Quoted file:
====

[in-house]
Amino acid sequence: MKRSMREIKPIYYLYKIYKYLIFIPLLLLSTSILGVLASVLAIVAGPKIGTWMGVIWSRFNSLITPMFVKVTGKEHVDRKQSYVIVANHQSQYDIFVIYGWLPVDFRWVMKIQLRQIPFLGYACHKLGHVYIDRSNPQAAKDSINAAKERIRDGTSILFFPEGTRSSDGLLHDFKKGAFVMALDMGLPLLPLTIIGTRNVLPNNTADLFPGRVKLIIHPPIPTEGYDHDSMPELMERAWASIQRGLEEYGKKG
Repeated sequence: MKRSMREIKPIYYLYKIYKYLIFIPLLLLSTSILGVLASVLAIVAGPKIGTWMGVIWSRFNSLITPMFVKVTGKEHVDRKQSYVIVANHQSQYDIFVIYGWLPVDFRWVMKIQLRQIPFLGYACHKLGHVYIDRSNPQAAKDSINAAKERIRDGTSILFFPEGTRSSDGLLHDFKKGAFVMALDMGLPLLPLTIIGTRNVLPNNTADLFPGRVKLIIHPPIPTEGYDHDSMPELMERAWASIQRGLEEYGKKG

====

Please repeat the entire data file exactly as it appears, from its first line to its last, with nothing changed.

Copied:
[in-house]
Amino acid sequence: MKRSMREIKPIYYLYKIYKYLIFIPLLLLSTSILGVLASVLAIVAGPKIGTWMGVIWSRFNSLITPMFVKVTGKEHVDRKQSYVIVANHQSQYDIFVIYGWLPVDFRWVMKIQLRQIPFLGYACHKLGHVYIDRSNPQAAKDSINAAKERIRDGTSILFFPEGTRSSDGLLHDFKKGAFVMALDMGLPLLPLTIIGTRNVLPNNTADLFPGRVKLIIHPPIPTEGYDHDSMPELMERAWASIQRGLEEYGKKG
Repeated sequence: MKRSMREIKPIYYLYKIYKYLIFIPLLLLSTSILGVLASVLAIVAGPKIGTWMGVIWSRFNSLITPMFVKVTGKEHVDRKQSYVIVANHQSQYDIFVIYGWLPVDFRWVMKIQLRQIPFLGYACHKLGHVYIDRSNPQAAKDSINAAKERIRDGTSILFFPEGTRSSDGLLHDFKKGAFVMALDMGLPLLPLTIIGTRNVLPNNTADLFPGRVKLIIHPPIPTEGYDHDSMPELMERAWASIQRGLEEYGKKG